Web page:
It is truly radical to scrap one part of a housing program that has contributed so much to the quality of life in our city. Conservatives reform. Radicals tear things up by the roots.

Baum & Lange: From the left and from the right

Bryan Baum, the sneering mayor

No point of order OR honor

From the left: “Longmont mayor’s actions diminish the community” by Duane Leise — Times-Call, July 5, 2010

Mayor Baum’s behavior at the recent CML election is unprecedented. Baum’s autocratic vote and dictatorial style set a new tone of intolerance and ideological rigidity that is not the Longmont I know. Longmont, if nothing else, is about community. We may differ, but we work together to benefit Longmont. We support our own, even if we differ with our local opponents. All of this is threatened by the behavior demonstrated by Mayor Baum. Community cohesion torn asunder like this will surely diminish us all. The value of life is rooted in community. Indeed, survival often depends on community.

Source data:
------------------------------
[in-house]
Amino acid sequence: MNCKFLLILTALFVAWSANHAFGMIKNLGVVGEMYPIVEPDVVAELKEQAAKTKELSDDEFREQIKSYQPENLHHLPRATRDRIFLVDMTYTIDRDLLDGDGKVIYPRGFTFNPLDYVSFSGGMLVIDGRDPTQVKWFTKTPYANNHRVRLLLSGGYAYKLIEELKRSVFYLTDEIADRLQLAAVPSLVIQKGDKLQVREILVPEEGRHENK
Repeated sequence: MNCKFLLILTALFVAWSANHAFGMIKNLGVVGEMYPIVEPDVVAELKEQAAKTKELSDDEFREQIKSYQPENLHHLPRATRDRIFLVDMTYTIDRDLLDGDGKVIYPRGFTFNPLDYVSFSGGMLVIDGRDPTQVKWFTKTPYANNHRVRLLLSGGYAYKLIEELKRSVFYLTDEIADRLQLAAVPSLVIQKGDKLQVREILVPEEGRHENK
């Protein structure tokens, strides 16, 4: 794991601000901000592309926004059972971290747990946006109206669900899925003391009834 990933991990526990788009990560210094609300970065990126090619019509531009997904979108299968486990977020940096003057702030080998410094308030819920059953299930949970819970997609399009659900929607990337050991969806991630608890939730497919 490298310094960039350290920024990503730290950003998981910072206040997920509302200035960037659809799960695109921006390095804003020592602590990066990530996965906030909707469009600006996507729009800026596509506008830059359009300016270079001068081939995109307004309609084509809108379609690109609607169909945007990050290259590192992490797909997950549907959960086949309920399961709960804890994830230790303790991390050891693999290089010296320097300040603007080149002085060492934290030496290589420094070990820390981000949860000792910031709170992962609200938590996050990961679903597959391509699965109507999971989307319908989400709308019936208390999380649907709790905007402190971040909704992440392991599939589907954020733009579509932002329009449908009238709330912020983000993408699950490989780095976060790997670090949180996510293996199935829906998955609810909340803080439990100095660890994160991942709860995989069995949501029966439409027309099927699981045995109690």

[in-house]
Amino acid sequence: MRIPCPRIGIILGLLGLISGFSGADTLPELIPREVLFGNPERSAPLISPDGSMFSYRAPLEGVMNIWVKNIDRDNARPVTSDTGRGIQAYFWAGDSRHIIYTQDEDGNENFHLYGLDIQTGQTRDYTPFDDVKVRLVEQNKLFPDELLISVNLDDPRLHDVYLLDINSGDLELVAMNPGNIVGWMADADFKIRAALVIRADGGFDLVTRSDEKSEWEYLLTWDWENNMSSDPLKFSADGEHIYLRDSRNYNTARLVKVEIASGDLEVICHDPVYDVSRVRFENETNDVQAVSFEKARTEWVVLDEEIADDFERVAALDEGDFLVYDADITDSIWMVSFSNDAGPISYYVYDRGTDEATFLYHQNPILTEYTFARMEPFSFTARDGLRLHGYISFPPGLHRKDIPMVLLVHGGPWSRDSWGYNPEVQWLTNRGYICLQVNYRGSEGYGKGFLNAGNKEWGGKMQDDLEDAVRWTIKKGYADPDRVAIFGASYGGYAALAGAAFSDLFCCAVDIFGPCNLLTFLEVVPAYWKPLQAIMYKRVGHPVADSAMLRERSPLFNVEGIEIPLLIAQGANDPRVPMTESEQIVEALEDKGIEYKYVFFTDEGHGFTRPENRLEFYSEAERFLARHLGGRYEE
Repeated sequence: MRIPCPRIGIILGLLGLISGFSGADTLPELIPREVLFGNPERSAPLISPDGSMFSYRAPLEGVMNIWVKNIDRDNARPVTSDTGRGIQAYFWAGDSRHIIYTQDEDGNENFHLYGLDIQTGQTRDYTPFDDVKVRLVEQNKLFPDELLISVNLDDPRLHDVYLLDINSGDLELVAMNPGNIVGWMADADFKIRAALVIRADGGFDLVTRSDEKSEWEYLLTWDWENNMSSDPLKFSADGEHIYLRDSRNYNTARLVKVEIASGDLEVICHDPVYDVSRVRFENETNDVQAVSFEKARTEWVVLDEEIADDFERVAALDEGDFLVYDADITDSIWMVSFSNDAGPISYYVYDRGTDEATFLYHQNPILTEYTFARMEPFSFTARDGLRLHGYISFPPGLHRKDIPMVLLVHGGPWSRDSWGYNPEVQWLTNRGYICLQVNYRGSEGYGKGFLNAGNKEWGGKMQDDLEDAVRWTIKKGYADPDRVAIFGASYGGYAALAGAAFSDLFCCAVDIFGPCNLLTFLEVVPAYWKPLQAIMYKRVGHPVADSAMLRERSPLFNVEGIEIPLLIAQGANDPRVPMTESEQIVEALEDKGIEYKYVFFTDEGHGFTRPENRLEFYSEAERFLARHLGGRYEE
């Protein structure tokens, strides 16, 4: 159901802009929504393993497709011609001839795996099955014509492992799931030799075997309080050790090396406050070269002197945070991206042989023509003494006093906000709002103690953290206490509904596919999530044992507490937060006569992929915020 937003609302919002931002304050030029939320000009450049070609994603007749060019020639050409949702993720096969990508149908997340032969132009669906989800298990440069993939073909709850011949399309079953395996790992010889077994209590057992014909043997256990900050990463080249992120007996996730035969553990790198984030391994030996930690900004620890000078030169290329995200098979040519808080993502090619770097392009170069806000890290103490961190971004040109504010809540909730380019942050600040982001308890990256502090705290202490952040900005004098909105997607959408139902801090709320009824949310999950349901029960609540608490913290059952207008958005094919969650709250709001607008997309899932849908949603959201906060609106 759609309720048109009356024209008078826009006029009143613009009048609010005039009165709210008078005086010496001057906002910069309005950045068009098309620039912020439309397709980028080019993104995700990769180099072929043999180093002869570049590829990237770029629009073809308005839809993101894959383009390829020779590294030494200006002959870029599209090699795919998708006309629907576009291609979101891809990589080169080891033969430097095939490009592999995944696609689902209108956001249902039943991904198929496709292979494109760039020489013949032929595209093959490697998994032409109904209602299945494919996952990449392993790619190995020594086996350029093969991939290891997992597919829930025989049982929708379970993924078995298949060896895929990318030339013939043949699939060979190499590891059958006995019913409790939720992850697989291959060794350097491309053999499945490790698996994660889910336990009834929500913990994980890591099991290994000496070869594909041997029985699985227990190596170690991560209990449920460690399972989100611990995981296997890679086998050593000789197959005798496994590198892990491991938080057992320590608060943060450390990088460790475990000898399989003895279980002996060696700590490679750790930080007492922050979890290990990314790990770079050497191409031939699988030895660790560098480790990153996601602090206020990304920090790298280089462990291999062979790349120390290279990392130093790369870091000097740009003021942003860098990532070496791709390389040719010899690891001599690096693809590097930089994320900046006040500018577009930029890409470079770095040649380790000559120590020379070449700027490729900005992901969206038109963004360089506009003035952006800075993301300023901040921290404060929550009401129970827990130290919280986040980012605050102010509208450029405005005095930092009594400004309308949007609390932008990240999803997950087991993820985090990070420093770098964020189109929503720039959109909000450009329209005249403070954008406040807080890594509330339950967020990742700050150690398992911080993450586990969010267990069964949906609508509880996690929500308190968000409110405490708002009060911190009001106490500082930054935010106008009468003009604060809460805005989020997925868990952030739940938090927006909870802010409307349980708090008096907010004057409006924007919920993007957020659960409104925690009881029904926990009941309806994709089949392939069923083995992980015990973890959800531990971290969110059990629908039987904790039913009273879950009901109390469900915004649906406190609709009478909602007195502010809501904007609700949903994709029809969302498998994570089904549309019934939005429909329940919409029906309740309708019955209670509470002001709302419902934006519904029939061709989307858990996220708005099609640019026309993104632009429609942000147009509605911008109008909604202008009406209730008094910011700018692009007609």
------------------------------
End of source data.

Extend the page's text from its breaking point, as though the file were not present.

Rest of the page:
This entire issue was initiated by Gabe Santos when he took a perfunctory consent agenda item off the consent vote and made a special issue of a fellow council member running to represent Longmont on the Colorado Municipal League. It should be noted that no one else on council was running or showed any interest. Why did Santos do this? I’ve never heard him give any specifics. I would offer the fact that the other councilperson, whom Santos singled out, is the only person to ever beat Santos in an election. Could the reason for his opposition be something as venal as that?